Introduce Your Class to Inquiry Through Science and Engineering Practices
The Next Generation Science Standards ask that students be engaged in the same activities that scientists and engineers use to complete research, solve problems, and design solutions. Mastering those skills and activities takes practice, and a lot of it, but there are always opportunities for creative ways to engage students in sense-making using the SEPs.
This novel activity addresses the core idea of evolution. Depending on your approach to the activity, the Science and Engineering Practices (SEPs) that could be addressed include:
- Asking Questions and Defining Problems
- Developing and Using Models
- Planning and Carrying Out Investigations
- Analyzing and Interpreting Data
- Constructing Explanations/Designing Solutions
This inquiry activity directly addresses the Disciplinary Core Ideas of:
LS4: Biological Evolution: Unity and Diversity
- LS4.A: Evidence of Common Ancestry and Diversity
- LS4.B: Natural Selection
- LS4.C: Adaptation
Teacher Tip: This activity is best done during an evolution unit. Feel free to share basic information with your students or allow them to explore topics outside the classroom like whale body composition and ocean temperatures.
Students should be able to show that a whale without legs (baggie) retains more heat than a whale with legs (glove). Since the bag and glove are made of different materials, some students may tie the fingers of the gloves to show a whale without legs. It works best if the ocean (bucket) water is very cold (between 2–10° C) and the whale (glove/baggie) is about 37° C.
In this lab, you will propose a reasonable hypothesis as to why whales do not have legs. You will then design and carry out an experiment to effectively test your hypothesis.
You may work in pairs ONLY. You will turn in one full lab report for each pair. You may not talk to other groups or ask the teacher any questions. You have one double period to design and carry out your experiment. If your data does not make sense, you should adjust your procedure. Please follow all guidelines to making a good lab experiment, including controlling variables and multiple trials.
- Container to Hold Water (bucket)
- 2 Latex Gloves
- 2 Small Resealable Plastic Bags
- 2 Thermometers (Celsius)
- Hot Water (from the sink)
- Cold Water (from the sink)
Why do whales not have legs? Write your hypothesis.
Please write out every step clearly so that anyone—even your grandma—could repeat your lab!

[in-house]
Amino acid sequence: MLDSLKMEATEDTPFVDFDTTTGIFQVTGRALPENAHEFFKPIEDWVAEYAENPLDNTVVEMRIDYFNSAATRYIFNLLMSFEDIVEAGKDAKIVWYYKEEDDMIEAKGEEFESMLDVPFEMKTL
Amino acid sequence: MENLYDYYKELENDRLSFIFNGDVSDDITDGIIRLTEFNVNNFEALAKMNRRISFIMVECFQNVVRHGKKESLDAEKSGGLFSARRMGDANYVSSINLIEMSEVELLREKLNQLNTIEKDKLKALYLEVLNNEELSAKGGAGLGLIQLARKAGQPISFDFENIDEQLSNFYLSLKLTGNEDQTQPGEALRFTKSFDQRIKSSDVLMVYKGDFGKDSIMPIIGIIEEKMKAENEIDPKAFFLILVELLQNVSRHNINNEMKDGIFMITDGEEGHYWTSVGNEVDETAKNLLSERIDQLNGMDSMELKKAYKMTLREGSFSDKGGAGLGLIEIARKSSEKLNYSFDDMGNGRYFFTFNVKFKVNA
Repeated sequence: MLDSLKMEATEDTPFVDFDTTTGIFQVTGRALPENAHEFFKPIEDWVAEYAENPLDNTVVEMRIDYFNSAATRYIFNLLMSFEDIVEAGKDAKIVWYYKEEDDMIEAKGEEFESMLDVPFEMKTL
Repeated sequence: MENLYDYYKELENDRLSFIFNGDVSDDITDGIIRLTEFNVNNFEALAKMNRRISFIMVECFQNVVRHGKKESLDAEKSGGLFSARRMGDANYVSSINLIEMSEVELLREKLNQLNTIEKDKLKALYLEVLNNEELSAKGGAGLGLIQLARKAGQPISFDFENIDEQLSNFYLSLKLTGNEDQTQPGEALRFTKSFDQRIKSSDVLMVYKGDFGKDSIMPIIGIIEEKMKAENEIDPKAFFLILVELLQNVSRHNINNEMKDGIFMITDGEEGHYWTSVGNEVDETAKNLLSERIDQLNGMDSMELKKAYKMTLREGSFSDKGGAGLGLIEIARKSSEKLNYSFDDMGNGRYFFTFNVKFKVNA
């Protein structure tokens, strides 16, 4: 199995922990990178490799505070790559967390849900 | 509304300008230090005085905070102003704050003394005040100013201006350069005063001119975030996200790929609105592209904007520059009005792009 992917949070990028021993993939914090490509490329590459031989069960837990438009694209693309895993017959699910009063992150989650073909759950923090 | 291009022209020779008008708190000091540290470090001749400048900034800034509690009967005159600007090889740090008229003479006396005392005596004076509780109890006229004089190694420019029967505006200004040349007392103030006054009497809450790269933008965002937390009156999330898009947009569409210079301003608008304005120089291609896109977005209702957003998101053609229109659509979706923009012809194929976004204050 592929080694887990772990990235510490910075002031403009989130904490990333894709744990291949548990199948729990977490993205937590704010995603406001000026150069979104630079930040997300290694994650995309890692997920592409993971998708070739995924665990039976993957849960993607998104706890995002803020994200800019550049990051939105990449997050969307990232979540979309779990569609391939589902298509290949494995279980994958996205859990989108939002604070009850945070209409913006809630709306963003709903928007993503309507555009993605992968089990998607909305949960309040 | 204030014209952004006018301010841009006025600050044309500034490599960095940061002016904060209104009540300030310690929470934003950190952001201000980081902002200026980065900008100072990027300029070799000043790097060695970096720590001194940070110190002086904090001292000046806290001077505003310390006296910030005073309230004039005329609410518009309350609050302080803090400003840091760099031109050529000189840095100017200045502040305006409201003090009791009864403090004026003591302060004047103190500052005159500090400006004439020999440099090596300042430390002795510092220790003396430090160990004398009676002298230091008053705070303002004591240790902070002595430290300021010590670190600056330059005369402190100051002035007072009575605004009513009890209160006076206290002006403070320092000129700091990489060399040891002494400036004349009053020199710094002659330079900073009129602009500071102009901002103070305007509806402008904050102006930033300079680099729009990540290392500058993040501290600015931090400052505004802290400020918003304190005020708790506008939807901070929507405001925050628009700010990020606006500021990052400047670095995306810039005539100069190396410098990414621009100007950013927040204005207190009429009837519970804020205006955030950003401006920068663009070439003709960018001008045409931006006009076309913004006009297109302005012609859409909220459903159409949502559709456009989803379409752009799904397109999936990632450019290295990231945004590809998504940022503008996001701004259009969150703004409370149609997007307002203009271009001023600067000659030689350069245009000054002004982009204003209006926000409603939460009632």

Be sure to record your data into a neat, understandable data table. You will turn in the original data.
- Did your results support your hypothesis? Why or why not?
- If you could re-design your experiment (with additional materials), what would you do differently?
- Using vocabulary and concepts we have talked about in class, explain the evolution of whales from terrestrial mammals. You may have to think back to the beginning of the school year.
- Why do whales not have legs?
For the Teacher
Artifacts of Learning
- Formal lab report with original data table (not typed)
- A poster presentation of their findings so students can look at each other’s work and defend their results.
It will be your job as the teacher to ask the sense-making questions to get the students thinking about the question before them. Some samples include:
- How does the body shape of the whale differ from that of an animal with legs?
- What are some differences in the habitats of animals with and without legs?
- Why is or isn’t it necessary for whales to have legs?
- What types of variables will you be able to adjust in your experimental design?
- How will knowledge about changes in those variables help you conclude why whales do not have legs?
The more that you can pull from students prior to learning, the more they will learn as they start to hypothesize explanations to questions that they do not have the answers to. Working through the process with a fun activity like “Why Don’t Whales Have Legs” can help decrease stress when they get to a more complex topic such as photosynthesis.
Based on an article by Kate Silber, biology teacher at Highland Park High School in Highland Park, Illinois.